jodi2

Active Member
The Creo feels just like a heavy Diverge. I rode them back-to-back several times when deciding what to get. I got the Creo. I've ridden it up mountains, with and without the assist. With assist off, it literally just feels like a Diverge that's 10lbs heavier. But then you press that little button, and it suddenly feels a lot lighter than a Diverge. I would've gotten a Diverge, and spend a large majority of my recreational time in 0 assist or lowest assist (which is really just enough to cancel out the weight penalty on a hill, I think, or just enough to make a headwind disappear).
Motor/motor support does not equal weight difference between bikes or ebikes. If so my 27-28kg Stromer should feel the same with motor support or even "lighter" as my 13kg Creo. And that's definitely not the case. So the Creo never feels as light as a Diverge in handling/agility, but not that far away from the Diverge. And it feels lightyears better than a heavy standard ebike with normal motor/drive...
A little bit more weight or let's say stronger built/stronger frame also sometimes is better. My actual normal gravel bike without motor is a very light one and almost to light/to senible for my actual weight, I feeel better/more stable on the Creo at the moment, even without motor. This is surely different for light riders...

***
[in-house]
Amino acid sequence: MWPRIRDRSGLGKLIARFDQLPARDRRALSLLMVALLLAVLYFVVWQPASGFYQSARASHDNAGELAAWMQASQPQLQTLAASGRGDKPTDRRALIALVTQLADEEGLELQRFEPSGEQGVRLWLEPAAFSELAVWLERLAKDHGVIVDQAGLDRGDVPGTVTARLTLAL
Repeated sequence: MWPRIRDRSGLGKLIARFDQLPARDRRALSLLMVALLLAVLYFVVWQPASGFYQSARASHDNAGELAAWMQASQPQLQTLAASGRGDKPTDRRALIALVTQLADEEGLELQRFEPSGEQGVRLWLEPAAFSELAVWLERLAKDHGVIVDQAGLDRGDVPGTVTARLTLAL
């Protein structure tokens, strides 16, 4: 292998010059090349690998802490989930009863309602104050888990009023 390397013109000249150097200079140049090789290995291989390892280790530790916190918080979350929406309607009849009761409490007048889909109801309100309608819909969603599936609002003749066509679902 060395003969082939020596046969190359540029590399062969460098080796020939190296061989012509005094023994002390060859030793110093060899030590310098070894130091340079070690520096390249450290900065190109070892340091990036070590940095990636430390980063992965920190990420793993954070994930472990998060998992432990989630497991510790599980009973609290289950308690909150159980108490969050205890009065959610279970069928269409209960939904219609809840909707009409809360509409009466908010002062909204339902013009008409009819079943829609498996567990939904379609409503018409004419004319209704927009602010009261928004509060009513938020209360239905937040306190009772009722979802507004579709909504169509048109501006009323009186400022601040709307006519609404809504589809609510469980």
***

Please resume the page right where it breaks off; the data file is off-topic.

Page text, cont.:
pbd87

New Member
Region
USA
Motor/motor support does not equal weight difference between bikes or ebikes. If so my 27-28kg Stromer should feel the same with motor support or even "lighter" as my 13kg Creo. And that's definitely not the case. So the Creo never feels as light as a Diverge in handling/agility, but not that far away from the Diverge. And it feels lightyears better than a heavy standard ebike with normal motor/drive...
A little bit more weight or let's say stronger built/stronger frame also sometimes is better. My actual normal gravel bike without motor is a very light one and almost to light/to senible for my actual weight, I feeel better/more stable on the Creo at the moment, even without motor. This is surely different for light riders...
🙄 I was specifically referring to riding up hills, where a motor can remove a weight penalty. That's all I was saying.

Of course nimbleness and handling isn't affected. It'll still feel 10lbs heavier. But you don't have to muscle those extra 10lbs up hill when you can turn on the assist, I thought that should've been obvious.
 

jodi2

Active Member
🙄 I was specifically referring to riding up hills, where a motor can remove a weight penalty. That's all I was saying.

Of course nimbleness and handling isn't affected. It'll still feel 10lbs heavier. But you don't have to muscle those extra 10lbs up hill when you can turn on the assist, I thought that should've been obvious.
Of course, but this is true for ANY ebike compared to a lighter bike without motor, no matter if the ebike is 10, 20 or 30 lbs heavier. I think the special "position" of new ebikes with assist drive like Creo or Vado SL is worth a precise description, what it's like and what you can expext. Your know for sure (or you wouldn't have bought an expensive Creo) but people who are new to these bikes/to this ebike category may misunderstand "you press that little button, and it suddenly feels a lot lighter than a Diverge".